Group Title: Press bulletin
Title: A new white fly fungus
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Permanent Link: http://ufdc.ufl.edu/UF00090405/00001
 Material Information
Title: A new white fly fungus
Series Title: Press bulletin
Physical Description: 2 leaves : ; 21 cm.
Language: English
Creator: Fawcett, H. S ( Howard Samuel ), b. 1877
University of Florida -- Agricultural Experiment Station
Publisher: Florida Agricultural Experiment Station
Place of Publication: Gainesville
Publication Date: 1907
 Subjects
Subject: Citrus -- Diseases and pests -- Control -- Florida   ( lcsh )
Citrus whitefly -- Control -- Florida   ( lcsh )
Genre: government publication (state, provincial, terriorial, dependent)   ( marcgt )
non-fiction   ( marcgt )
 Notes
Statement of Responsibility: by H.S. Fawcett.
General Note: Caption title.
General Note: "October 14, 1907."
 Record Information
Bibliographic ID: UF00090405
Volume ID: VID00001
Source Institution: University of Florida
Holding Location: University of Florida
Rights Management: All rights reserved by the source institution and holding location.
Resource Identifier: oclc - 80210901

Full Text



PRESS BULLETIN No. 68.


florida Agricultural Experiment Station.


A NEW WHITE FLY FUNGUS.

BY H. S. FAWCETT.

A new fungus that gives promise of being very effective in killing
the larvae of the White Fly has recently been discovered. It was found
by Prof. P. H. Rolfs in two different groves in the Sub-Peninsula. At-
tention was called to it from the fact that 70 to 90 per cent. of the
larvae in recently infested trees were found to be dead. This led to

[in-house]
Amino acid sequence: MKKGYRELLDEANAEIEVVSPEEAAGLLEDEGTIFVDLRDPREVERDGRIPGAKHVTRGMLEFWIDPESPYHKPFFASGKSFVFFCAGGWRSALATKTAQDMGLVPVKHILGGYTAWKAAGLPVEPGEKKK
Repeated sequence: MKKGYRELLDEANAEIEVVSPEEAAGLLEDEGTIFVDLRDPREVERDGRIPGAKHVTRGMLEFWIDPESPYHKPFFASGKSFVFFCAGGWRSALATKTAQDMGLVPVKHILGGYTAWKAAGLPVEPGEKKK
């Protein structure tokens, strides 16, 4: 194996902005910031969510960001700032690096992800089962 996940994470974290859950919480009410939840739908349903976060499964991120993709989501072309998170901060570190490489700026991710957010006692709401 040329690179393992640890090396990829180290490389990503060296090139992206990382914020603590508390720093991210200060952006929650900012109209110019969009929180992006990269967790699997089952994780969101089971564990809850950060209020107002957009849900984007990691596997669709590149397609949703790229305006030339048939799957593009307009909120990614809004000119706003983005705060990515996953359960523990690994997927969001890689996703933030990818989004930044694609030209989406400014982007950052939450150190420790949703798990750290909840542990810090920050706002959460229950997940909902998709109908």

further investigation as to the cause of the mortality of the White Fly
larvae, with the result that a fungus, not heretofore noticed, was found.
On leaves sent in later from one of the same groves, almost every larva
had been killed. The same fungus was found to be present on White
Fly larvae sent in on citrus leaves from the Manatee River region a
few days later.

NAME AND APPEARANCE OF THE FUNGUS.
This new White Fly parasite, which may be called the "WHITE
FRINGE" FUNGUS, appears to belong to a genus known scientifically
as Microcera. It is related to the Red Headed fungus (Sphaerostilbe
coccophila) that is parasitic on San Jose Scale and on various citrus
scale insects, but its general appearance is very different.
The White Fringe fungus is not at all conspicuous to the unaided
eye, as are the Red, Yellow and Brown fungi, but under the hand lens
it may be made out. It appears as a very delicate white fringe coming
out from the margin of the larva. If the leaves are picked and allowed
to dry the fringe disappears. The dead larvae become white and
papery, and later often present a very slight pinkish appearance.

EXPERIMENTAL EVIDENCE.
Our experiments, conducted at Gainesville, showed that in two
weeks from the time the spores were introduced into white fly infested
trees, the fungus was very evident upon previously healthy white fly


October 14, 1907.











larvae. Additional experiments in the laboratory showed that the spores
of the White Fringe fungus germinate much more quickly than those
of either the Red or the Yellow fungus.
How far the use of this fungus will prove to be of practical value
in controlling the White Fly is yet to be determined by further experi-
ment on a larger scale. If, however, the fungus continues to be as
active as it has recently shown itself to be, it will certainly prove of
great value in further checking the ravages of this troublesome pest.

HOW TO USE THE FUNGUS.

Persons finding this fungus in parts of their groves, can distribute
it into portions of the grove in which the White Fly is perfectly healthy,
by taking leaves containing larvae already infested with fungus, and
pinning them into trees where the larvae are not yet diseased. In
doing this we would advise that the fungus-containing surface of the
detached leaves be pinned in contact with the healthy larvae of the
others.

State papers please copy.




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